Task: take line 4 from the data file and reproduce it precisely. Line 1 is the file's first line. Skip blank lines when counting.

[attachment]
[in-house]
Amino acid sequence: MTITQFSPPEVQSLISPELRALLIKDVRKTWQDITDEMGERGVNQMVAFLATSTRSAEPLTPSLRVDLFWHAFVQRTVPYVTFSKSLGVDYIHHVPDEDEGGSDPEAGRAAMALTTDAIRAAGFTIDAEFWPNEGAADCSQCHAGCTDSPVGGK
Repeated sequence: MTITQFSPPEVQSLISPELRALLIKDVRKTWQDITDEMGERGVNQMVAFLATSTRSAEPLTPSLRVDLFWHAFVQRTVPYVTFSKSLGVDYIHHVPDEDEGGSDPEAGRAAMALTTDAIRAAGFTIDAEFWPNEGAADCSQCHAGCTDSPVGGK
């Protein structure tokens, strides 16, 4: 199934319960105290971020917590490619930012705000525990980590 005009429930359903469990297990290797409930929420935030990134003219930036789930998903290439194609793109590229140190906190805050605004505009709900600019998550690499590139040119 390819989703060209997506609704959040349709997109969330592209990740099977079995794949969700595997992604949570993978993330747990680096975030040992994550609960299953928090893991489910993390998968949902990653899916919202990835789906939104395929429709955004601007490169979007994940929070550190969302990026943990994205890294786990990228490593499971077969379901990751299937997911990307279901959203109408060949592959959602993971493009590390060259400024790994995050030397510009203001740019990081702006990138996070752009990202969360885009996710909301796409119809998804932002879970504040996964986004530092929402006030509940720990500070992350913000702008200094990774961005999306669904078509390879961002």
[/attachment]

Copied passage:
């Protein structure tokens, strides 16, 4: 199934319960105290971020917590490619930012705000525990980590 005009429930359903469990297990290797409930929420935030990134003219930036789930998903290439194609793109590229140190906190805050605004505009709900600019998550690499590139040119 390819989703060209997506609704959040349709997109969330592209990740099977079995794949969700595997992604949570993978993330747990680096975030040992994550609960299953928090893991489910993390998968949902990653899916919202990835789906939104395929429709955004601007490169979007994940929070550190969302990026943990994205890294786990990228490593499971077969379901990751299937997911990307279901959203109408060949592959959602993971493009590390060259400024790994995050030397510009203001740019990081702006990138996070752009990202969360885009996710909301796409119809998804932002879970504040996964986004530092929402006030509940720990500070992350913000702008200094990774961005999306669904078509390879961002």